After the widely reported inheritance claim brought by an adult child in the Ilott v Mitson case, the recent case of Brennan v Prior is another example of an adult child disputing their inheritance. Chloe Brennan, a French diplomat’s daughter, made a number of unsuccessful claims against her father’s Will, including lack of due execution, lack of testamentary capacity, lack of knowledge and approval, and undue influence. The unsuccessful claim ended up costing her more than the money she was due to inherit.
Chloe was the only daughter of François Devillebichot, the son of a French diplomat Georges Devillebichot. François had four siblings who did not get along with Chloe. Chloe was to receive £100,000 under he late father’s Will out of an estate valued at £630,000, with the remaining split between the other siblings. She however challenged the validity of the Will and argued for more money.
Amongst other arguments, Chloe alleged that two of her aunts had unduly influenced her late father into making and signing a stationery pack DIY Will. François had a number of health problems and following surgery was only able to communicate using written notes and gestures. He signed his Will in hospital, just seven days before his death.
Chloe also challenged on the grounds of capacity, although everyone agreed that whilst François suffered with serious health issues, he was intelligent and medical records referred to him as being ‘alert’.
Chloe represented herself in court and claimed that her father had been generous, had treated her like a princess and when he was alive made numerous statements that her financial position would be eased after his death.
She further alleged her aunts and their cousins (who were the executors of the estate) conspired to fraudulently propound an invalid Will. Chloe’s husband went as far as to claim that hospital CCTV footage taken on the date of the Will showed other family members arriving and leaving but not the witnesses. This was found to be a completely fabricated allegation and they all denied the accusations, along with additional claims they exerted ‘undue influence’ on their dying brother to get him to make the Will.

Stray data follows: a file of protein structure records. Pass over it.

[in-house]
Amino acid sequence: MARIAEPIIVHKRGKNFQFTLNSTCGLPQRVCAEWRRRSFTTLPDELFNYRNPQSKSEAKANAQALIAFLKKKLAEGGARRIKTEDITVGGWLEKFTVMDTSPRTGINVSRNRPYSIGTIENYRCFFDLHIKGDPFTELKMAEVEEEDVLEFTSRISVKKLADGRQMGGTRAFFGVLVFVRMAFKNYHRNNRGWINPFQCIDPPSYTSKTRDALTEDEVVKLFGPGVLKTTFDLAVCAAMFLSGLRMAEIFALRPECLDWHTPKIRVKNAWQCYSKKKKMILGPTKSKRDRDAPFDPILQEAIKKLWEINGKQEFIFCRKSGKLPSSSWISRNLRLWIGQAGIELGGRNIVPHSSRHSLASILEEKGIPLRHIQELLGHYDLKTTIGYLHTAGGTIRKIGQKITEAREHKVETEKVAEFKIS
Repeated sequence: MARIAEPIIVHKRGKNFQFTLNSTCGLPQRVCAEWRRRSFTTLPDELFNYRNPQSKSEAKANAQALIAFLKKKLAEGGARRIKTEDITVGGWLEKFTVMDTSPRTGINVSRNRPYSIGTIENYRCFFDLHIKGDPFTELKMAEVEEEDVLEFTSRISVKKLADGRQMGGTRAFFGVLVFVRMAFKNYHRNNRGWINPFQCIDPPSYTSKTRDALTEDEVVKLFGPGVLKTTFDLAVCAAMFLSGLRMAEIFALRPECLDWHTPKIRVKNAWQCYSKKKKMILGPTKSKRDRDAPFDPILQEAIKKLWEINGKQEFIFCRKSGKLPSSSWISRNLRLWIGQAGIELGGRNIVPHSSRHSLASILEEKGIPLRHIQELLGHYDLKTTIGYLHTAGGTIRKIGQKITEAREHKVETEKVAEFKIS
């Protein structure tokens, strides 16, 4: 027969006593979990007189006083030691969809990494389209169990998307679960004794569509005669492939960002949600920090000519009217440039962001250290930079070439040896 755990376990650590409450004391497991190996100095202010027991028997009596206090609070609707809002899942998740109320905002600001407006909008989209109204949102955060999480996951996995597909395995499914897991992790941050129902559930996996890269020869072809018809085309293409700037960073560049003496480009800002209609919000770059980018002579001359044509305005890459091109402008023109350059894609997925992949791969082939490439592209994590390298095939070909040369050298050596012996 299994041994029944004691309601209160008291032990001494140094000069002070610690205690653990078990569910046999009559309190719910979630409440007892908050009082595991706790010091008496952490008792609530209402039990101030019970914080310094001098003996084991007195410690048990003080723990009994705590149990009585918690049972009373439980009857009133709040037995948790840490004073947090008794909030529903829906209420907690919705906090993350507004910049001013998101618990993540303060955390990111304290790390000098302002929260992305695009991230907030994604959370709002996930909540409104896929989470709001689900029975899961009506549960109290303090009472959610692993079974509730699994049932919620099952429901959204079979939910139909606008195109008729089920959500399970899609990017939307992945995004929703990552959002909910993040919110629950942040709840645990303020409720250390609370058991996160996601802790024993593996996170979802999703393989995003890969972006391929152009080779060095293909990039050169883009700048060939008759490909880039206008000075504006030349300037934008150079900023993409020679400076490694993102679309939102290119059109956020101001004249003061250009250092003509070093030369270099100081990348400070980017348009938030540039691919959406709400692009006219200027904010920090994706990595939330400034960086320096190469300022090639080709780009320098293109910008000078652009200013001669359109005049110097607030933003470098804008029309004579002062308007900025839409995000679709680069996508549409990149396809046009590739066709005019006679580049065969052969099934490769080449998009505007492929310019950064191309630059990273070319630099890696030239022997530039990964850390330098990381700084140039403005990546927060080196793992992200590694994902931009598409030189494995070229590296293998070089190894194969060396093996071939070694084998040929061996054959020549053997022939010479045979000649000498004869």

Undue influence is particularly hard to prove, requiring ‘coercion’ or ‘pressure’ that overpowered the testator’s (person who wrote the Will) freedom of action with simple persuasion being insufficient. While the judge found that there were examples of influence, the threshold into undue influence was not crossed. He stated that the circumstances were “undoubtedly suspicious”, but on the balance of probabilities and taking into account the circumstances of the case François was likely to have known and approved the contents of the Will.
Chloe’s claims were unsuccessful and the legal costs incurred had to be paid from her £100,000 legacy, although it wasn’t clear if her liability was limited to that amount. The High Court later ruled in the beneficiaries favour and Chloe was personally liable for costs not limited to her legacy. The judge commented that Chloe’s other assets (such as her home) might have to be sold to settle the liability owed for the defendant’s costs in defending her unsuccessful claims.
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